Changing Mindsets

“If my brain keeps on growing, will it explode out of my head?”
Last evening, I watched Jo Boaler’s video on Larry Ferlazzo’s great edublog The video was about how the brain grows when it makes mistakes. Jo Boaler is Professor of Mathematics Education at the Stanford Graduate School of Education and is involved in promoting mathematics education reform and equitable mathematics classrooms. Watching it along with me were my two boys 7 and 4. The 4 year old was busy drawing a picture of a dinosaur dragon fighting Luke Skywalker, but I could see that every now and then something in the video caught his attention and he would pause to watch.
What I really wanted was for my 7 year old to watch the video. Since the start of grade 2 he has been struggling with certain math concepts, and because he struggles and is slow to understand them, he has decided that he ‘is not good at maths.’
I’ve written before about my own struggles with math and how that shaped much of my self image through school. However, back then, the solution was to mug answers, go for tuition and mug the answers or to suffer the ignominy of being told by your Math teacher to eat ‘Memory Plus’ tablets and then try mugging the answers.
My husband and I are fans of Carol Dweck, Brene Brown and Shaun Achor’s ideas on positive psychology . With all the information and resources we had at our hands, surely we could help change his perceptions of himself?
When he understands an idea in maths, all is well with the world. It’s all roses. Enter long division and then we are in tears and self recrimination. ‘I’m confused’ ‘Only 6 of us can’t do it in class, Everyone else can.’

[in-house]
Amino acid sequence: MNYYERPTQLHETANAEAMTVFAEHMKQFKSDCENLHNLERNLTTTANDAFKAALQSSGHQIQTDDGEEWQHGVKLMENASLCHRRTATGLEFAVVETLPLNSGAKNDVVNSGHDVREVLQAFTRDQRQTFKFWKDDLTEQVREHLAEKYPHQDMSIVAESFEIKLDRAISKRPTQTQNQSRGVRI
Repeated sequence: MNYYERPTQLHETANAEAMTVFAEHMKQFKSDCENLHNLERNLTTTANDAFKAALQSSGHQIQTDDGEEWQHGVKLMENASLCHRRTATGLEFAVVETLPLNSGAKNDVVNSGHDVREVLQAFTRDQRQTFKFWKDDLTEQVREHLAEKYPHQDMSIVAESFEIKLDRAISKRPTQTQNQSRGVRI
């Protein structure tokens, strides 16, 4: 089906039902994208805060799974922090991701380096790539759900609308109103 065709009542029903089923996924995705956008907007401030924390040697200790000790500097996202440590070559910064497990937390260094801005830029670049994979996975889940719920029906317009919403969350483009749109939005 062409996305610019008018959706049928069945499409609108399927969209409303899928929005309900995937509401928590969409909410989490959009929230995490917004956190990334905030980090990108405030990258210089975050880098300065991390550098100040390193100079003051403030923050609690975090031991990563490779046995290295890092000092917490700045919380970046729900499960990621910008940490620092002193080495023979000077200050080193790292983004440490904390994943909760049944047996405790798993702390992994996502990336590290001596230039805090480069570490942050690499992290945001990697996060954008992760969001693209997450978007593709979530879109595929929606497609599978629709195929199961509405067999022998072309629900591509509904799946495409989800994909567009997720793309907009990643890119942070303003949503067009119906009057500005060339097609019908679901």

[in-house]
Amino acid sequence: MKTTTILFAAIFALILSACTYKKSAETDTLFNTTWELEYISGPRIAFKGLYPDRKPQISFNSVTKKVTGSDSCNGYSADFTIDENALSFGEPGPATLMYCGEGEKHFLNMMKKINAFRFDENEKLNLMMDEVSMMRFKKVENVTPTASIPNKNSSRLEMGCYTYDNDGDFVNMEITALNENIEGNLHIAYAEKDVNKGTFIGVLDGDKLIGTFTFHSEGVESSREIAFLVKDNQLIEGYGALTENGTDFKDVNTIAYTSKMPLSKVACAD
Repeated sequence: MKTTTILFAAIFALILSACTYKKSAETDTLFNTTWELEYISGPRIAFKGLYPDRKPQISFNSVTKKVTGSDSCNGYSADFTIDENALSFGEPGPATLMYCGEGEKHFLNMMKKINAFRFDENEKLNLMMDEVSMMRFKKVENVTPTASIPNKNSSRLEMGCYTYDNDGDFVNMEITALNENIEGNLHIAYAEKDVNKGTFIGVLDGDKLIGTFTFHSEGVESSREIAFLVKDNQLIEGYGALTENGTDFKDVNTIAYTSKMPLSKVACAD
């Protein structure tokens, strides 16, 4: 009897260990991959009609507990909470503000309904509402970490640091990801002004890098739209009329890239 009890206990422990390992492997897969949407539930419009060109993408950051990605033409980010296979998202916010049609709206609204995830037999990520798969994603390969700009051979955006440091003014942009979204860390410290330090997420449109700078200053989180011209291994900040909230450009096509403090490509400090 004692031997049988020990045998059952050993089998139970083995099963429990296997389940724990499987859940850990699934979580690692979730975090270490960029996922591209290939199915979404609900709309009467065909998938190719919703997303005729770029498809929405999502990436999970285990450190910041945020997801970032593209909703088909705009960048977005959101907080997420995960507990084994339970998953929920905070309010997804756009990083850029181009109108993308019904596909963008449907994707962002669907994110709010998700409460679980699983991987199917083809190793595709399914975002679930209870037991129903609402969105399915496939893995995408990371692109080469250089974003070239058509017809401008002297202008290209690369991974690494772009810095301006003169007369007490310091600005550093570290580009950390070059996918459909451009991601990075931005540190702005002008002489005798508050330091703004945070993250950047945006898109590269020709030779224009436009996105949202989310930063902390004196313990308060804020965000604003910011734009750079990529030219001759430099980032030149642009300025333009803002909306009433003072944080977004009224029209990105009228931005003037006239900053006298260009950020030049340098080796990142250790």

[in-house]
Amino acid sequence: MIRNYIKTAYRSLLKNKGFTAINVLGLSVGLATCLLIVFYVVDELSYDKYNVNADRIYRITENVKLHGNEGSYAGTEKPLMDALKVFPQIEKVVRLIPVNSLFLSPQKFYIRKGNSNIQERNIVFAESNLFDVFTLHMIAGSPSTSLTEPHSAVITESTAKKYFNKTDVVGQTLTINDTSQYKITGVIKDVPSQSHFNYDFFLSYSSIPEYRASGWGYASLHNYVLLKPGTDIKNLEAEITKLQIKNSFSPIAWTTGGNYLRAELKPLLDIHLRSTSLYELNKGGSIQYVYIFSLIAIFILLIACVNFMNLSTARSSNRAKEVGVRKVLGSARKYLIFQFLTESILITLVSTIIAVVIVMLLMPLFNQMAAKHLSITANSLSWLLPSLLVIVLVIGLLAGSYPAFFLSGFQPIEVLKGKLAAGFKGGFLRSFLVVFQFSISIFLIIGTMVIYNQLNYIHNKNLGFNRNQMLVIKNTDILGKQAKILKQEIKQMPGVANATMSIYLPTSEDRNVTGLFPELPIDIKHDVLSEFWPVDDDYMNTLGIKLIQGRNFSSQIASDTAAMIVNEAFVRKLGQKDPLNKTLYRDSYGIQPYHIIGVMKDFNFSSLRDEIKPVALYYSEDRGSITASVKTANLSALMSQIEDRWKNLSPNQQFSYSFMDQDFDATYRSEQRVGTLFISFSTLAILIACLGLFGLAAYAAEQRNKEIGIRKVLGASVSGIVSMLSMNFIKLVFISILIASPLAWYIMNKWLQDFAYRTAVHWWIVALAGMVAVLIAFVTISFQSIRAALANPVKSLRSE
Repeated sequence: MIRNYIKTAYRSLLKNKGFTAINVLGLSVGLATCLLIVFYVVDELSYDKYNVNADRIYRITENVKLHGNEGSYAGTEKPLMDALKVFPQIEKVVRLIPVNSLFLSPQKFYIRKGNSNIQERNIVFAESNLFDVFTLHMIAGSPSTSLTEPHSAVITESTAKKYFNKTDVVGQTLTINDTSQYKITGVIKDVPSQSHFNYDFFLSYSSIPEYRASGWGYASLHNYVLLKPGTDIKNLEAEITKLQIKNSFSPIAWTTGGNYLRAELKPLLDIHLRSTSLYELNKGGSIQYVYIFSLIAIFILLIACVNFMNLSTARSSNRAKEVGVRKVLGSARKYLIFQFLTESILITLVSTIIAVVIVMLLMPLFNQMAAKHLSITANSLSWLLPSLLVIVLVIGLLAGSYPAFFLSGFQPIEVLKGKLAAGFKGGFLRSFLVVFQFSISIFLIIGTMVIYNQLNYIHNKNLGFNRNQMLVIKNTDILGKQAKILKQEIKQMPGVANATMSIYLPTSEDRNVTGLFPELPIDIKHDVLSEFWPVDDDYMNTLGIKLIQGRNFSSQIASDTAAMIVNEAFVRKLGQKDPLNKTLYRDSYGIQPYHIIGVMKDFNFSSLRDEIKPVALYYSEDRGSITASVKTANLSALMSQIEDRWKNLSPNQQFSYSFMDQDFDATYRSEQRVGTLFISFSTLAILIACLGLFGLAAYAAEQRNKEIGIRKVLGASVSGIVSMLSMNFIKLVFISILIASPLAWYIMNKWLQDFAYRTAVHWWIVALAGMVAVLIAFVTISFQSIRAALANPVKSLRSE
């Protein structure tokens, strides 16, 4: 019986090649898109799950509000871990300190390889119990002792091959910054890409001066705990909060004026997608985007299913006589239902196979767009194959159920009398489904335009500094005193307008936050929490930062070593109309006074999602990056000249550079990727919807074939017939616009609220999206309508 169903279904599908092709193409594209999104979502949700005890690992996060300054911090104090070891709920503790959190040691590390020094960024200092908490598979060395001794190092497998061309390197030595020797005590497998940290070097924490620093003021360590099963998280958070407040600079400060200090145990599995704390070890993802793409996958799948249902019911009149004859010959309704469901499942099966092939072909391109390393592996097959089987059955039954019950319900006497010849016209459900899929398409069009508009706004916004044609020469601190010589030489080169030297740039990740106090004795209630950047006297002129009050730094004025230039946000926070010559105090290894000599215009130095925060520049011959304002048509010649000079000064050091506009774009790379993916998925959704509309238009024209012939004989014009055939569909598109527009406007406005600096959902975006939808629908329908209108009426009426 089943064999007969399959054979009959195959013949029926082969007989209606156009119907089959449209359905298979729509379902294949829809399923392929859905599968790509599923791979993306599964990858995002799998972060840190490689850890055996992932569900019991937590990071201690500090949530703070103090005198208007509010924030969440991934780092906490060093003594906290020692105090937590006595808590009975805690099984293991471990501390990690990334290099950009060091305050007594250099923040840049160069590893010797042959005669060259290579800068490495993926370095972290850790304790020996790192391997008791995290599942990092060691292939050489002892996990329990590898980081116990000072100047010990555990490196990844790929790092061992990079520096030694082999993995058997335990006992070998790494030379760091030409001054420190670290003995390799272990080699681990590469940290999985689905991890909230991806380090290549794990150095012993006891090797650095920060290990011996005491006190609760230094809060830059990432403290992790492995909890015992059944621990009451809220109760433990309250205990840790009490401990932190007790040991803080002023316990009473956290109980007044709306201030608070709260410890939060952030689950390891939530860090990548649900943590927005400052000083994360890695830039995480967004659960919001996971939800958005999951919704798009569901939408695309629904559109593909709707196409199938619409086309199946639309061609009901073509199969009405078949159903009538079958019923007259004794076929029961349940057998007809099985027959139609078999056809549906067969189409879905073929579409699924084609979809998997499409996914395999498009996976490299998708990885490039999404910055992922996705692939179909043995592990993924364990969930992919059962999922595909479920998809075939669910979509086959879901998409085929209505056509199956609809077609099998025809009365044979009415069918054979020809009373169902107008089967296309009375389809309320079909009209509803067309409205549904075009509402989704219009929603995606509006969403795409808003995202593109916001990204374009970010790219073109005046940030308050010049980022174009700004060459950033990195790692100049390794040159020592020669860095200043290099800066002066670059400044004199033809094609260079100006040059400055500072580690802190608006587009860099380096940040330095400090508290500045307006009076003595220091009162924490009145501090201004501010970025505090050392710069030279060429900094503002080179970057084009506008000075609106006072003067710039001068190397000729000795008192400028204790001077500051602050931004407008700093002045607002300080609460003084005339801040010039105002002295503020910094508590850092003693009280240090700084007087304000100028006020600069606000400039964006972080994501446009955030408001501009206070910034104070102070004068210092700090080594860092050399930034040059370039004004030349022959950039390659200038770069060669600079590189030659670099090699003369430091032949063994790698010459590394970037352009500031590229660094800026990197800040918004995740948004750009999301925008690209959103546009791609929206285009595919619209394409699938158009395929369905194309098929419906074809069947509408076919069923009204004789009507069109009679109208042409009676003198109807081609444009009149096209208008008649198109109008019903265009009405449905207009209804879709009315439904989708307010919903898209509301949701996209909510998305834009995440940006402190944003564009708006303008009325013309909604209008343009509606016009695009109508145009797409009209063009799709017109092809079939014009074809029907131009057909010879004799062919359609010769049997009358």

So we watched the video. Boaler and her four students of mathematics at Stanford University convey 4 key messages through the video:
1. There is no such thing as smart or not smart
2. When you believe in yourself your brain works differently
3. Making mistakes is good as it helps your brain grown
4. It’s not important to be fast in maths, but it is important to think deeply and creatively
The video also highlighted great mathematicians like Field’s Prize medallist Maryam Mirzakhani who were told by teachers in school that she was not ‘good’ at math. Laurent Schwartz another great mathematical mind felt ‘stupid’ in school because he was a slow thinker.
These are messages that are essential to pass on to our children, and ones that must be reinforced constantly. However, I’m worried that those ideas will be demolished in school by teachers who are pressurised to finish ‘portions’ and show good test results.
But worst of all, I should first look at unloading my own baggage. With every thing I know and read, I still slip back in to habits shaped by my own schooling. Every morning, we do a quick maths drill in the lift down to the bus stop. Today it was multiplication. And when he paused at 8×3 and looked lost, I could feel the irritation rise and my eyes widen in a glare. He was staring at his shoes and he looked up at me, and I could see the worry in his eyes. I immediately soften my expression, smiled and told him the answer.
Sometimes it’s our own mindset we need to work on first before we try and help our children with theirs.

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